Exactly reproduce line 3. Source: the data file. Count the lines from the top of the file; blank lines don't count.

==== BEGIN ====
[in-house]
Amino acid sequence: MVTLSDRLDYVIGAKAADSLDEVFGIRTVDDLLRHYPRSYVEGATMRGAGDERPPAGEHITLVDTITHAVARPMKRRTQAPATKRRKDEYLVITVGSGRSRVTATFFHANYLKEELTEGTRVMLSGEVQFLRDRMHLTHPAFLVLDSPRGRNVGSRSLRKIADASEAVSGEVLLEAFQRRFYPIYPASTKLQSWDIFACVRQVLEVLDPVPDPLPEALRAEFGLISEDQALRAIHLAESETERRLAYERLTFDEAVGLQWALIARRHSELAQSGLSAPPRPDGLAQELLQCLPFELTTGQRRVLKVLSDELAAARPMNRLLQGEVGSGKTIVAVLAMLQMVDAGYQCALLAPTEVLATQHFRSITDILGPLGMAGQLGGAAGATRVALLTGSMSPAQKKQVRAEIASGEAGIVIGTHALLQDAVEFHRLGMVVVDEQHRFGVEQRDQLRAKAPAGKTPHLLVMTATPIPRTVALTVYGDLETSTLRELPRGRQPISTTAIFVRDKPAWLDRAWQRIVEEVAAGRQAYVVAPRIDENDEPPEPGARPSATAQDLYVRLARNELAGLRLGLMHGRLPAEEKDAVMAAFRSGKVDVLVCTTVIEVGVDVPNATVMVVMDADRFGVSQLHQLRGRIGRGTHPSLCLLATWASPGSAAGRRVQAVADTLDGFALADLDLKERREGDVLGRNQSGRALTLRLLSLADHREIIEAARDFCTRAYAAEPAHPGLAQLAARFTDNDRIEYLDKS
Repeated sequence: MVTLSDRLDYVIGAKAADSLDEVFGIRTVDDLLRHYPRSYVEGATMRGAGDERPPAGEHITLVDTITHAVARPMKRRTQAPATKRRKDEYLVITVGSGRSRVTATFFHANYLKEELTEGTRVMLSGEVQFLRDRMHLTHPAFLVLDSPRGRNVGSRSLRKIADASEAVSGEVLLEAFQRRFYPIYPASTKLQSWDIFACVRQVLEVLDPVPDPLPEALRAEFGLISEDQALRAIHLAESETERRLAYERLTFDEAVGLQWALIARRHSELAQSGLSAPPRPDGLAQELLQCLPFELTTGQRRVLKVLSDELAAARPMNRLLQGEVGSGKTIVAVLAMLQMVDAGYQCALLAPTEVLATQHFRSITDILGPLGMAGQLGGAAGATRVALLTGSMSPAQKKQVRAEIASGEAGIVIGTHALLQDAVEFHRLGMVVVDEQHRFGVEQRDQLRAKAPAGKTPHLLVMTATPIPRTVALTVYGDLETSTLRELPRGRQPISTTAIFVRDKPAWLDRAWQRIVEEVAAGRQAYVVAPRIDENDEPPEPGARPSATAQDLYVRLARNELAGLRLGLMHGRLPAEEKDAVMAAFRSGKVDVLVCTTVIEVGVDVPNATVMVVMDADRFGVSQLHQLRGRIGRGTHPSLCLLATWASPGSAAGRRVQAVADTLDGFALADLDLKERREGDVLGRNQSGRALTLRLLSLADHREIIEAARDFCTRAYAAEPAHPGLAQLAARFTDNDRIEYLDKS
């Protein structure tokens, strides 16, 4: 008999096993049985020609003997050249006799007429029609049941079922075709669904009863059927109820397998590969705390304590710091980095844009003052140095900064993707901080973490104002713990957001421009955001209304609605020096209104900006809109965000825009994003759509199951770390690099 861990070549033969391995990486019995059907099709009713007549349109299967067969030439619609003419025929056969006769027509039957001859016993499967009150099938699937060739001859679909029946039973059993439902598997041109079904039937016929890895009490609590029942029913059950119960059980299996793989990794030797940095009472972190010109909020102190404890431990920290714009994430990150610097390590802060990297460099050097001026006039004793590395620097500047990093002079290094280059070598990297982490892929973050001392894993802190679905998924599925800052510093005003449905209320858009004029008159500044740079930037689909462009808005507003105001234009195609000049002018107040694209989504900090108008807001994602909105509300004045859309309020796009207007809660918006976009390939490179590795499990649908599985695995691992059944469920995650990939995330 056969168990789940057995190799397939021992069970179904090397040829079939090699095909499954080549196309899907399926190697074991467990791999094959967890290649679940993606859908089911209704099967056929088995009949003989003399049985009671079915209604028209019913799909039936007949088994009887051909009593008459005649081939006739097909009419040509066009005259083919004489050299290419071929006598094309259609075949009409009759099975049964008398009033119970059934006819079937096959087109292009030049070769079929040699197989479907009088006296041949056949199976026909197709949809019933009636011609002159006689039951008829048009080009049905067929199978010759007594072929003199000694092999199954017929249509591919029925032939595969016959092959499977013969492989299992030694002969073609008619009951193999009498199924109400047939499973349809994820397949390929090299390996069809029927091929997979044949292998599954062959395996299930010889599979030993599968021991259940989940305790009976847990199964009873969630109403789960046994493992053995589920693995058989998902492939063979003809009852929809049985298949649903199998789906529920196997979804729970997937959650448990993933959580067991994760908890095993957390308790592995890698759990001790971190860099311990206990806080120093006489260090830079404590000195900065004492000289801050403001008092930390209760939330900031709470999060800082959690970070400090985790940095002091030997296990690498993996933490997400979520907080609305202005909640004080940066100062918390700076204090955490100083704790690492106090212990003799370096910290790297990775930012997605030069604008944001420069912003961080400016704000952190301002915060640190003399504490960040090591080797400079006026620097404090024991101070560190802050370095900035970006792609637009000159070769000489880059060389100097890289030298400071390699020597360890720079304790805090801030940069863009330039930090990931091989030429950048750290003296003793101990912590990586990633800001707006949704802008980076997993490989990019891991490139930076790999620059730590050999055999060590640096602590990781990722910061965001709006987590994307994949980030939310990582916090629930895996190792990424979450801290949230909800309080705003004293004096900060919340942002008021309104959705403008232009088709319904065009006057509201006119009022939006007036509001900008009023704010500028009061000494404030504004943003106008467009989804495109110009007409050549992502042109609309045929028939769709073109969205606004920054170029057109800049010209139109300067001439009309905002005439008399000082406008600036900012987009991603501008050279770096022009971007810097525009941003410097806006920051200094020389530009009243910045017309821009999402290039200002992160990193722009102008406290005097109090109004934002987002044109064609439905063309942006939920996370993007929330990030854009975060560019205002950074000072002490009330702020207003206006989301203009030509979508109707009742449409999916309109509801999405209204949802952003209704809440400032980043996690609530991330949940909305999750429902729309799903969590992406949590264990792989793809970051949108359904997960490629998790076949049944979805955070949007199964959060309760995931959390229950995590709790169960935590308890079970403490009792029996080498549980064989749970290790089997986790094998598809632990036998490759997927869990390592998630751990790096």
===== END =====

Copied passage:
Repeated sequence: MVTLSDRLDYVIGAKAADSLDEVFGIRTVDDLLRHYPRSYVEGATMRGAGDERPPAGEHITLVDTITHAVARPMKRRTQAPATKRRKDEYLVITVGSGRSRVTATFFHANYLKEELTEGTRVMLSGEVQFLRDRMHLTHPAFLVLDSPRGRNVGSRSLRKIADASEAVSGEVLLEAFQRRFYPIYPASTKLQSWDIFACVRQVLEVLDPVPDPLPEALRAEFGLISEDQALRAIHLAESETERRLAYERLTFDEAVGLQWALIARRHSELAQSGLSAPPRPDGLAQELLQCLPFELTTGQRRVLKVLSDELAAARPMNRLLQGEVGSGKTIVAVLAMLQMVDAGYQCALLAPTEVLATQHFRSITDILGPLGMAGQLGGAAGATRVALLTGSMSPAQKKQVRAEIASGEAGIVIGTHALLQDAVEFHRLGMVVVDEQHRFGVEQRDQLRAKAPAGKTPHLLVMTATPIPRTVALTVYGDLETSTLRELPRGRQPISTTAIFVRDKPAWLDRAWQRIVEEVAAGRQAYVVAPRIDENDEPPEPGARPSATAQDLYVRLARNELAGLRLGLMHGRLPAEEKDAVMAAFRSGKVDVLVCTTVIEVGVDVPNATVMVVMDADRFGVSQLHQLRGRIGRGTHPSLCLLATWASPGSAAGRRVQAVADTLDGFALADLDLKERREGDVLGRNQSGRALTLRLLSLADHREIIEAARDFCTRAYAAEPAHPGLAQLAARFTDNDRIEYLDKS